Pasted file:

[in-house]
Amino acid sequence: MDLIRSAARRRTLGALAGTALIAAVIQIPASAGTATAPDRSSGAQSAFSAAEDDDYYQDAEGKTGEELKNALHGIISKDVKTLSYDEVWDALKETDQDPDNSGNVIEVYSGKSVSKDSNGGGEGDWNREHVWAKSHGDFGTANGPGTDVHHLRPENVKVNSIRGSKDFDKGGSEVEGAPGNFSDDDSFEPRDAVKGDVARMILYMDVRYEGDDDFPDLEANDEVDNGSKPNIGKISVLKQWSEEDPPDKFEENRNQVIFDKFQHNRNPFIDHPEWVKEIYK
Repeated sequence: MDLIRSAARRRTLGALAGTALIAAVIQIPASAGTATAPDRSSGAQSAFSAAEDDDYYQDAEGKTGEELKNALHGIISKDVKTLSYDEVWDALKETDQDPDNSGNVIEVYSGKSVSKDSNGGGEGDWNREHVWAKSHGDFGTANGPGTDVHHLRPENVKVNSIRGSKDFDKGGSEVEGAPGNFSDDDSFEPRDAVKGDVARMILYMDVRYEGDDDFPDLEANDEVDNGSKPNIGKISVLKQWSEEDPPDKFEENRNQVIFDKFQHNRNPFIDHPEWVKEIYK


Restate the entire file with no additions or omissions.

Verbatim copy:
[in-house]
Amino acid sequence: MDLIRSAARRRTLGALAGTALIAAVIQIPASAGTATAPDRSSGAQSAFSAAEDDDYYQDAEGKTGEELKNALHGIISKDVKTLSYDEVWDALKETDQDPDNSGNVIEVYSGKSVSKDSNGGGEGDWNREHVWAKSHGDFGTANGPGTDVHHLRPENVKVNSIRGSKDFDKGGSEVEGAPGNFSDDDSFEPRDAVKGDVARMILYMDVRYEGDDDFPDLEANDEVDNGSKPNIGKISVLKQWSEEDPPDKFEENRNQVIFDKFQHNRNPFIDHPEWVKEIYK
Repeated sequence: MDLIRSAARRRTLGALAGTALIAAVIQIPASAGTATAPDRSSGAQSAFSAAEDDDYYQDAEGKTGEELKNALHGIISKDVKTLSYDEVWDALKETDQDPDNSGNVIEVYSGKSVSKDSNGGGEGDWNREHVWAKSHGDFGTANGPGTDVHHLRPENVKVNSIRGSKDFDKGGSEVEGAPGNFSDDDSFEPRDAVKGDVARMILYMDVRYEGDDDFPDLEANDEVDNGSKPNIGKISVLKQWSEEDPPDKFEENRNQVIFDKFQHNRNPFIDHPEWVKEIYK